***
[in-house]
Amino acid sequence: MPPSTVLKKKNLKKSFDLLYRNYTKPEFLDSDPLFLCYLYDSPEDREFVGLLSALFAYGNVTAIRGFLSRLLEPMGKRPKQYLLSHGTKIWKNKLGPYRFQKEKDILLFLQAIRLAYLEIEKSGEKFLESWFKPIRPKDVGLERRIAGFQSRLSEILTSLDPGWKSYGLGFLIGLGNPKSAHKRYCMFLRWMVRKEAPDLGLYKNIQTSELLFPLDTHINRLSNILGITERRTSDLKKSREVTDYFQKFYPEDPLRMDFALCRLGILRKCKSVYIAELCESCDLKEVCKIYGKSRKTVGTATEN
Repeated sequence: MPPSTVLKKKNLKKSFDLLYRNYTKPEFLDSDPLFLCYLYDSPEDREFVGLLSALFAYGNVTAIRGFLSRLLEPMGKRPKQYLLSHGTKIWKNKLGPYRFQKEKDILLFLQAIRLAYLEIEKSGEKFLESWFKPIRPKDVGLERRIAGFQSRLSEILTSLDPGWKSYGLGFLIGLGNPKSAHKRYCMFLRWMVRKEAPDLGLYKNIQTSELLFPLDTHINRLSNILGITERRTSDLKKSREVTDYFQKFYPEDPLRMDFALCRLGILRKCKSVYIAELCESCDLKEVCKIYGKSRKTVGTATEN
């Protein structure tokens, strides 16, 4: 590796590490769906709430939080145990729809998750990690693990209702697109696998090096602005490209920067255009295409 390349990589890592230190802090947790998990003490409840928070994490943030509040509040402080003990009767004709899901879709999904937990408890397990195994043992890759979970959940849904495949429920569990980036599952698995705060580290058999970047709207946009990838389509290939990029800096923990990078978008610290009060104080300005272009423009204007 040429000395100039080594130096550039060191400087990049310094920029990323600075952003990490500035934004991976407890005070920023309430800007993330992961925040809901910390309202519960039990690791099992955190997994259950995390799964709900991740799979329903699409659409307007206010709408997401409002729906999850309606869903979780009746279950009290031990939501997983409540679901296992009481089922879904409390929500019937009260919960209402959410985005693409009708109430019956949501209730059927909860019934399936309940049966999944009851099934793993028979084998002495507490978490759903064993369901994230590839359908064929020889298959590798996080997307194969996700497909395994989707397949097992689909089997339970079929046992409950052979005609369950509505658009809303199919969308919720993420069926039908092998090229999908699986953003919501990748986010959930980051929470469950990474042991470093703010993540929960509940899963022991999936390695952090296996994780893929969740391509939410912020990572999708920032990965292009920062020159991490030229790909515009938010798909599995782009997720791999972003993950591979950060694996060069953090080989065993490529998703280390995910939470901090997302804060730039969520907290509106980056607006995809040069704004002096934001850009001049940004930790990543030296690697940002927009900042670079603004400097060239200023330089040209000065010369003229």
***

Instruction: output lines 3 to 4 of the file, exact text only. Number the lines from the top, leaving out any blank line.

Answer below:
Repeated sequence: MPPSTVLKKKNLKKSFDLLYRNYTKPEFLDSDPLFLCYLYDSPEDREFVGLLSALFAYGNVTAIRGFLSRLLEPMGKRPKQYLLSHGTKIWKNKLGPYRFQKEKDILLFLQAIRLAYLEIEKSGEKFLESWFKPIRPKDVGLERRIAGFQSRLSEILTSLDPGWKSYGLGFLIGLGNPKSAHKRYCMFLRWMVRKEAPDLGLYKNIQTSELLFPLDTHINRLSNILGITERRTSDLKKSREVTDYFQKFYPEDPLRMDFALCRLGILRKCKSVYIAELCESCDLKEVCKIYGKSRKTVGTATEN
């Protein structure tokens, strides 16, 4: 590796590490769906709430939080145990729809998750990690693990209702697109696998090096602005490209920067255009295409 390349990589890592230190802090947790998990003490409840928070994490943030509040509040402080003990009767004709899901879709999904937990408890397990195994043992890759979970959940849904495949429920569990980036599952698995705060580290058999970047709207946009990838389509290939990029800096923990990078978008610290009060104080300005272009423009204007 040429000395100039080594130096550039060191400087990049310094920029990323600075952003990490500035934004991976407890005070920023309430800007993330992961925040809901910390309202519960039990690791099992955190997994259950995390799964709900991740799979329903699409659409307007206010709408997401409002729906999850309606869903979780009746279950009290031990939501997983409540679901296992009481089922879904409390929500019937009260919960209402959410985005693409009708109430019956949501209730059927909860019934399936309940049966999944009851099934793993028979084998002495507490978490759903064993369901994230590839359908064929020889298959590798996080997307194969996700497909395994989707397949097992689909089997339970079929046992409950052979005609369950509505658009809303199919969308919720993420069926039908092998090229999908699986953003919501990748986010959930980051929470469950990474042991470093703010993540929960509940899963022991999936390695952090296996994780893929969740391509939410912020990572999708920032990965292009920062020159991490030229790909515009938010798909599995782009997720791999972003993950591979950060694996060069953090080989065993490529998703280390995910939470901090997302804060730039969520907290509106980056607006995809040069704004002096934001850009001049940004930790990543030296690697940002927009900042670079603004400097060239200023330089040209000065010369003229």